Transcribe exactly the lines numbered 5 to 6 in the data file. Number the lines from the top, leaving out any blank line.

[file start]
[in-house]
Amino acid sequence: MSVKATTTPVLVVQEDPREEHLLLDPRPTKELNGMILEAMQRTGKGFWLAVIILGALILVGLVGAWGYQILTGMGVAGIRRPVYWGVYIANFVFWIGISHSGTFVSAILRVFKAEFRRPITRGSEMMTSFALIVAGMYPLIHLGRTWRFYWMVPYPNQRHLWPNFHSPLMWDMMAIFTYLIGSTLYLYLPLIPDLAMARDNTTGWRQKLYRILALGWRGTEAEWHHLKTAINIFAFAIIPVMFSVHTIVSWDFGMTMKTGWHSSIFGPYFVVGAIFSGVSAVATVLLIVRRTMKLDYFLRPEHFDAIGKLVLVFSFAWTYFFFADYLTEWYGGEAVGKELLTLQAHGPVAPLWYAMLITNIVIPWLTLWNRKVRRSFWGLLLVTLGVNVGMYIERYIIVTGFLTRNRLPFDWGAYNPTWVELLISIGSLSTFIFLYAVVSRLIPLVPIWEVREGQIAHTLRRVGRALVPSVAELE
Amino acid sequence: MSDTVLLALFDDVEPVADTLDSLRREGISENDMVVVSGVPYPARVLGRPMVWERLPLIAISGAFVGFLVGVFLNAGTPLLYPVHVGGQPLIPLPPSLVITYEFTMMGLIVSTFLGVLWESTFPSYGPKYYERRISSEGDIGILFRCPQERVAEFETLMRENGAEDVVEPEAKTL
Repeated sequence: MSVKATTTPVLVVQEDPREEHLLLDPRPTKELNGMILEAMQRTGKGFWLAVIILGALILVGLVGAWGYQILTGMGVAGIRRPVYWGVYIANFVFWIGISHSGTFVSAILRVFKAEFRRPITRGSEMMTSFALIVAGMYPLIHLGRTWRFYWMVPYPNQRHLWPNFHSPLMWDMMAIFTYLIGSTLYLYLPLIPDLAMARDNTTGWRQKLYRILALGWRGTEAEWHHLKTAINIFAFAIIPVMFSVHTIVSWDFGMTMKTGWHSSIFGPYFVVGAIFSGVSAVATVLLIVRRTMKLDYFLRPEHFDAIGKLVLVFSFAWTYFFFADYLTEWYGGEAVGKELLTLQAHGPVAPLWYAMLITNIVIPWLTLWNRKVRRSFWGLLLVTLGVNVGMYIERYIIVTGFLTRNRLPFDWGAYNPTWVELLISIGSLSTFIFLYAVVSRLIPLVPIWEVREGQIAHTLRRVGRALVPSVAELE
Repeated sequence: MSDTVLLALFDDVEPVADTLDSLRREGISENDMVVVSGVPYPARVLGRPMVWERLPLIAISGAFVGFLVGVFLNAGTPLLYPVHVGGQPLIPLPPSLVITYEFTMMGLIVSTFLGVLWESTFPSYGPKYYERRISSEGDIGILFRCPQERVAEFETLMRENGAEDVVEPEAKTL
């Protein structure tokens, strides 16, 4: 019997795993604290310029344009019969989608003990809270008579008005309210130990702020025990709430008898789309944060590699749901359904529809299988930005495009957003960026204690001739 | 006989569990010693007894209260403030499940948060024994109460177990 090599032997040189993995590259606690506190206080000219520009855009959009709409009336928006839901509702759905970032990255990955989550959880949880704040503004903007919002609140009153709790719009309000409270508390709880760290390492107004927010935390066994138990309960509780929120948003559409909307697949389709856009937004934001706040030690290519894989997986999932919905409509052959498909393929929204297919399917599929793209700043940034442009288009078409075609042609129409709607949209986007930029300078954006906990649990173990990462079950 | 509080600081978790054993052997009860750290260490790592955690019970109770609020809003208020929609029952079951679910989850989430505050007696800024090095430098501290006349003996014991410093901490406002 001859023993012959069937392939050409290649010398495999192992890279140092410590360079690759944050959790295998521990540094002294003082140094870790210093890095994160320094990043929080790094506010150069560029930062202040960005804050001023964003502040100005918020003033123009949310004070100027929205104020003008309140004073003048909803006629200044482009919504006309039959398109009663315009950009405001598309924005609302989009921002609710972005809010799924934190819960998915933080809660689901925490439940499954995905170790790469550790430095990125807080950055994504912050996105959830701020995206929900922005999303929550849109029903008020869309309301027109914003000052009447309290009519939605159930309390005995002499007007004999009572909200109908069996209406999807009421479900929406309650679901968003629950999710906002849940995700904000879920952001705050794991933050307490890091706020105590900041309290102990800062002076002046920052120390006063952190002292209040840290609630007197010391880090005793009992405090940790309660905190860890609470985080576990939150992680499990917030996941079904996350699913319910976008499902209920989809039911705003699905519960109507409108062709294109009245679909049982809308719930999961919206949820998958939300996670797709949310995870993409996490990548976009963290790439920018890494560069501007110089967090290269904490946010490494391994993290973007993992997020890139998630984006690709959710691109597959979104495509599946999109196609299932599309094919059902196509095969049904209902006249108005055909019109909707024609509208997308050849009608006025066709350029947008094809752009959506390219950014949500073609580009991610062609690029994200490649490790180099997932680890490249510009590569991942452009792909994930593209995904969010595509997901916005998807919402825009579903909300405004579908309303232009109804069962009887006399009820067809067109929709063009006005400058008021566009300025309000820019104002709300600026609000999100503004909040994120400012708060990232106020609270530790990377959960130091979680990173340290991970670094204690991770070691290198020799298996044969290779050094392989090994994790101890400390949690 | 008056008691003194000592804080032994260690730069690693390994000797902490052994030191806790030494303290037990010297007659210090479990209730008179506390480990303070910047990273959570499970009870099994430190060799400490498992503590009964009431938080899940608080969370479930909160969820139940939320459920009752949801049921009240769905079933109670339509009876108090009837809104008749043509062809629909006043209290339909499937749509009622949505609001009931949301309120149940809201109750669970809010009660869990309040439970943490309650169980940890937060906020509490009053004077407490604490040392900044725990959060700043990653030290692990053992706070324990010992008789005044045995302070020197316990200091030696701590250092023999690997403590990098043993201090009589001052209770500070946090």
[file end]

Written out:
Repeated sequence: MSDTVLLALFDDVEPVADTLDSLRREGISENDMVVVSGVPYPARVLGRPMVWERLPLIAISGAFVGFLVGVFLNAGTPLLYPVHVGGQPLIPLPPSLVITYEFTMMGLIVSTFLGVLWESTFPSYGPKYYERRISSEGDIGILFRCPQERVAEFETLMRENGAEDVVEPEAKTL
């Protein structure tokens, strides 16, 4: 019997795993604290310029344009019969989608003990809270008579008005309210130990702020025990709430008898789309944060590699749901359904529809299988930005495009957003960026204690001739 | 006989569990010693007894209260403030499940948060024994109460177990 090599032997040189993995590259606690506190206080000219520009855009959009709409009336928006839901509702759905970032990255990955989550959880949880704040503004903007919002609140009153709790719009309000409270508390709880760290390492107004927010935390066994138990309960509780929120948003559409909307697949389709856009937004934001706040030690290519894989997986999932919905409509052959498909393929929204297919399917599929793209700043940034442009288009078409075609042609129409709607949209986007930029300078954006906990649990173990990462079950 | 509080600081978790054993052997009860750290260490790592955690019970109770609020809003208020929609029952079951679910989850989430505050007696800024090095430098501290006349003996014991410093901490406002 001859023993012959069937392939050409290649010398495999192992890279140092410590360079690759944050959790295998521990540094002294003082140094870790210093890095994160320094990043929080790094506010150069560029930062202040960005804050001023964003502040100005918020003033123009949310004070100027929205104020003008309140004073003048909803006629200044482009919504006309039959398109009663315009950009405001598309924005609302989009921002609710972005809010799924934190819960998915933080809660689901925490439940499954995905170790790469550790430095990125807080950055994504912050996105959830701020995206929900922005999303929550849109029903008020869309309301027109914003000052009447309290009519939605159930309390005995002499007007004999009572909200109908069996209406999807009421479900929406309650679901968003629950999710906002849940995700904000879920952001705050794991933050307490890091706020105590900041309290102990800062002076002046920052120390006063952190002292209040840290609630007197010391880090005793009992405090940790309660905190860890609470985080576990939150992680499990917030996941079904996350699913319910976008499902209920989809039911705003699905519960109507409108062709294109009245679909049982809308719930999961919206949820998958939300996670797709949310995870993409996490990548976009963290790439920018890494560069501007110089967090290269904490946010490494391994993290973007993992997020890139998630984006690709959710691109597959979104495509599946999109196609299932599309094919059902196509095969049904209902006249108005055909019109909707024609509208997308050849009608006025066709350029947008094809752009959506390219950014949500073609580009991610062609690029994200490649490790180099997932680890490249510009590569991942452009792909994930593209995904969010595509997901916005998807919402825009579903909300405004579908309303232009109804069962009887006399009820067809067109929709063009006005400058008021566009300025309000820019104002709300600026609000999100503004909040994120400012708060990232106020609270530790990377959960130091979680990173340290991970670094204690991770070691290198020799298996044969290779050094392989090994994790101890400390949690 | 008056008691003194000592804080032994260690730069690693390994000797902490052994030191806790030494303290037990010297007659210090479990209730008179506390480990303070910047990273959570499970009870099994430190060799400490498992503590009964009431938080899940608080969370479930909160969820139940939320459920009752949801049921009240769905079933109670339509009876108090009837809104008749043509062809629909006043209290339909499937749509009622949505609001009931949301309120149940809201109750669970809010009660869990309040439970943490309650169980940890937060906020509490009053004077407490604490040392900044725990959060700043990653030290692990053992706070324990010992008789005044045995302070020197316990200091030696701590250092023999690997403590990098043993201090009589001052209770500070946090």